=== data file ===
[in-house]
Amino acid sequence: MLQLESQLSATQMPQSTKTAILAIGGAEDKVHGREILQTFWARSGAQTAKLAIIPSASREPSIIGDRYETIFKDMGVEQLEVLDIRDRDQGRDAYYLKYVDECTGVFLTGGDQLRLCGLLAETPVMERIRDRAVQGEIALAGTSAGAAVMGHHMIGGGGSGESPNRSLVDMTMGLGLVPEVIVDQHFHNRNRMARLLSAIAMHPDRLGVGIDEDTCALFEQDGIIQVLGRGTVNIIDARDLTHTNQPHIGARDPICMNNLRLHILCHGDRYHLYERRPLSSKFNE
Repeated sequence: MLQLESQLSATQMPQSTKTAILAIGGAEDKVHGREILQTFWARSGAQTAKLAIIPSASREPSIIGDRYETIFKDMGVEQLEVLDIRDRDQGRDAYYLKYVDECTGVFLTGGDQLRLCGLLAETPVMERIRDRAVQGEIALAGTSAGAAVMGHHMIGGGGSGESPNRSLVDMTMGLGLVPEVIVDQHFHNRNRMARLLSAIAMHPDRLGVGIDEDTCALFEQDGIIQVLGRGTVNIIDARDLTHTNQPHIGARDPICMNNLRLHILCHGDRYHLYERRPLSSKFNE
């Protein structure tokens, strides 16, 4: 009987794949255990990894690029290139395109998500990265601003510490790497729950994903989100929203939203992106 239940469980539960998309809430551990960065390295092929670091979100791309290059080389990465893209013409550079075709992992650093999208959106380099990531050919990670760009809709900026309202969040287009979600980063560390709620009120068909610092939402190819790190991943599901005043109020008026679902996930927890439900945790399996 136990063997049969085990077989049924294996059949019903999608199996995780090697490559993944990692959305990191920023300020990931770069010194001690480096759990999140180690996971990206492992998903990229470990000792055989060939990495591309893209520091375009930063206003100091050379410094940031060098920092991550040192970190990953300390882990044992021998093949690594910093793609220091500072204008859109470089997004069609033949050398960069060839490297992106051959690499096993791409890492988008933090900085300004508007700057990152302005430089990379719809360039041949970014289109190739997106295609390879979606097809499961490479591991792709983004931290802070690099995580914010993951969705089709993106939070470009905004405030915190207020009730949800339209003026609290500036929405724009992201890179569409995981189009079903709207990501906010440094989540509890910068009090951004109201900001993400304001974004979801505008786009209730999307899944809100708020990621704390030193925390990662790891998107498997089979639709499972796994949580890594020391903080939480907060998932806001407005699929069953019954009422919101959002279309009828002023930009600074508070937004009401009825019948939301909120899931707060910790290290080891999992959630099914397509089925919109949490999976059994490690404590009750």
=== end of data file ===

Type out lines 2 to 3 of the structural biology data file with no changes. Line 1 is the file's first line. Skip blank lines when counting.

Amino acid sequence: MLQLESQLSATQMPQSTKTAILAIGGAEDKVHGREILQTFWARSGAQTAKLAIIPSASREPSIIGDRYETIFKDMGVEQLEVLDIRDRDQGRDAYYLKYVDECTGVFLTGGDQLRLCGLLAETPVMERIRDRAVQGEIALAGTSAGAAVMGHHMIGGGGSGESPNRSLVDMTMGLGLVPEVIVDQHFHNRNRMARLLSAIAMHPDRLGVGIDEDTCALFEQDGIIQVLGRGTVNIIDARDLTHTNQPHIGARDPICMNNLRLHILCHGDRYHLYERRPLSSKFNE
Repeated sequence: MLQLESQLSATQMPQSTKTAILAIGGAEDKVHGREILQTFWARSGAQTAKLAIIPSASREPSIIGDRYETIFKDMGVEQLEVLDIRDRDQGRDAYYLKYVDECTGVFLTGGDQLRLCGLLAETPVMERIRDRAVQGEIALAGTSAGAAVMGHHMIGGGGSGESPNRSLVDMTMGLGLVPEVIVDQHFHNRNRMARLLSAIAMHPDRLGVGIDEDTCALFEQDGIIQVLGRGTVNIIDARDLTHTNQPHIGARDPICMNNLRLHILCHGDRYHLYERRPLSSKFNE